‘With presents tucked away and the shortest day not far behind, and with it being dark already at four o’clock and the lashing wind stopping us from stepping outside where to our thoughts turn to?
They turn to long days, bright skies and warm summer breezes. They turn to travel and holidays which will make the high points in the new year of 2012…’
- which was how I opened the Writing Game broadcast at noon on January 1st 2012.
For the January programme the plan had always been to make the connection - in highly personal terms - between my own travel and my own writing and on the writing of others who are embarking on writing. ‘… I love the way in which even people who don’t write are inspired to make journals and scrapbooks, pinning their journeys, their summer retreats there on the page to preserve that time forever…’
I had lots more to say, of course. But with a busy and people-stocked time over Christmas the January programme loomed up far too quickly for sanity so, beloved visitors gone, I had two very intense days to get the programme into shape.
‘…Over fifteen years ago in Normandy, France I came across a small very well kept military graveyard attached to a farm. ..I doscovered that the young soldiers – some as young as eighteen – were from villages within a few miles from where I live…I was in tears when I got into the car but I knew in my writer’s heart that some time this place, this feeling would be part of a story…’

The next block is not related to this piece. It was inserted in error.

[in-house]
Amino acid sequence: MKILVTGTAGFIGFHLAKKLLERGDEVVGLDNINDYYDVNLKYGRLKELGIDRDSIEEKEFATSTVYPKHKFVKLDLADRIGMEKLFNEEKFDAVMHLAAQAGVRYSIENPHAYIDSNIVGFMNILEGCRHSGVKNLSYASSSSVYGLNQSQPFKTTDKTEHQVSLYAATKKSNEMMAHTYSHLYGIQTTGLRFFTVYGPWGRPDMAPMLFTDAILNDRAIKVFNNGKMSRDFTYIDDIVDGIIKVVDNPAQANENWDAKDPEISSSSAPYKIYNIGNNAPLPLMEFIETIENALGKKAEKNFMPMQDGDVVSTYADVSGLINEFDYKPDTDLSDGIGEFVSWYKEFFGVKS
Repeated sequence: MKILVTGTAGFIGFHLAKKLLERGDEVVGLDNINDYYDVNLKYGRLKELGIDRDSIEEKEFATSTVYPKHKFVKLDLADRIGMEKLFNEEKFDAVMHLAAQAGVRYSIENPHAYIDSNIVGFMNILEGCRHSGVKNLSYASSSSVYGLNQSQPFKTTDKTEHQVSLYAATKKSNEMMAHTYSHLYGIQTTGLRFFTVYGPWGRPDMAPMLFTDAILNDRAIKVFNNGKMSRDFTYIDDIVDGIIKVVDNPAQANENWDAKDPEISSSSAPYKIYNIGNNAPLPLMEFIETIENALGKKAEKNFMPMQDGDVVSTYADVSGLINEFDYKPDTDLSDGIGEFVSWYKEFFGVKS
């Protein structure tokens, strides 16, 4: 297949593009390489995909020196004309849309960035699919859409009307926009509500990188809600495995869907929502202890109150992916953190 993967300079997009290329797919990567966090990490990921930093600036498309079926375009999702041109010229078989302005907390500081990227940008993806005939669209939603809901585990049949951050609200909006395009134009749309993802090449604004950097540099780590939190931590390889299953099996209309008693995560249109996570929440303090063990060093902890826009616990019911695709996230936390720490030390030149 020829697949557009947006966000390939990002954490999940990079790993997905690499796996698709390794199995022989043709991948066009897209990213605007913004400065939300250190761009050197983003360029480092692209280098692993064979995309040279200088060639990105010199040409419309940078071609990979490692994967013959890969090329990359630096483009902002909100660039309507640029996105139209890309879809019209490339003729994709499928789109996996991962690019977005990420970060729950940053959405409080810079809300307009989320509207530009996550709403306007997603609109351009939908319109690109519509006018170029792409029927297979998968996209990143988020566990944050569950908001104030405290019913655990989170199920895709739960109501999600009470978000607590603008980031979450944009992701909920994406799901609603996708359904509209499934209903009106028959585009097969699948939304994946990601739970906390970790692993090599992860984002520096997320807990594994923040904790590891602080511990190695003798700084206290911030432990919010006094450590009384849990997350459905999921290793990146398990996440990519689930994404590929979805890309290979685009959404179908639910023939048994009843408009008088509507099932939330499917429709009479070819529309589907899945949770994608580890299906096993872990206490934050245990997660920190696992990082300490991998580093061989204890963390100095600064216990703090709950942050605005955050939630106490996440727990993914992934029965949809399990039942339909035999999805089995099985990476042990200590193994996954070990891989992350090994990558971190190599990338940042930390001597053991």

So it was some years later that I wrote French Leave - about a boy of sixteen in the 1980s who runs away from home, hooks up with his grandfather, and travels to Normandy. Together they travel to Normandy to visit this graveyard. The grandfather, as a boy of eighteen had fought in this military action and the two of them find the grave of his friend, also eighteen, who had died alongside him.
And years later my many stays in the Languedoc in the South West of France inspired a novel An Englishwoman in France which illuminates the ambiguity of time which for me pervades the ancient port town of Agde. In this novel two stories - one in 304 AD and one in 2010 AD - wind into one. I am sure that without my intense experiences in travelling in this area I could not have written this novel or had the courage to express some of the challenging ideas about time which are at its heart
I have included a reading from this novel on the programme to give readers the flavour,
Also featured on this January edition of The Writing Game are:
- Historian Glynn Wales on The Grand Tour – Travel and writing in the 17th and 18th century on The Grand Tour – a trip taken by aristocratic young men, for educational, cultural and other less respectable experiences.
- A conversation with Terry Ferdinand, who also loves France. Terry tells of his adventures in buying and refurbishing a house in the Lamousin district. His enthusiasm bubbles through the microphone. He also reads for us an article – previously published in the Limousin Times, about a visit to the historic town of Aubusson, famous for its fabulous carpets.
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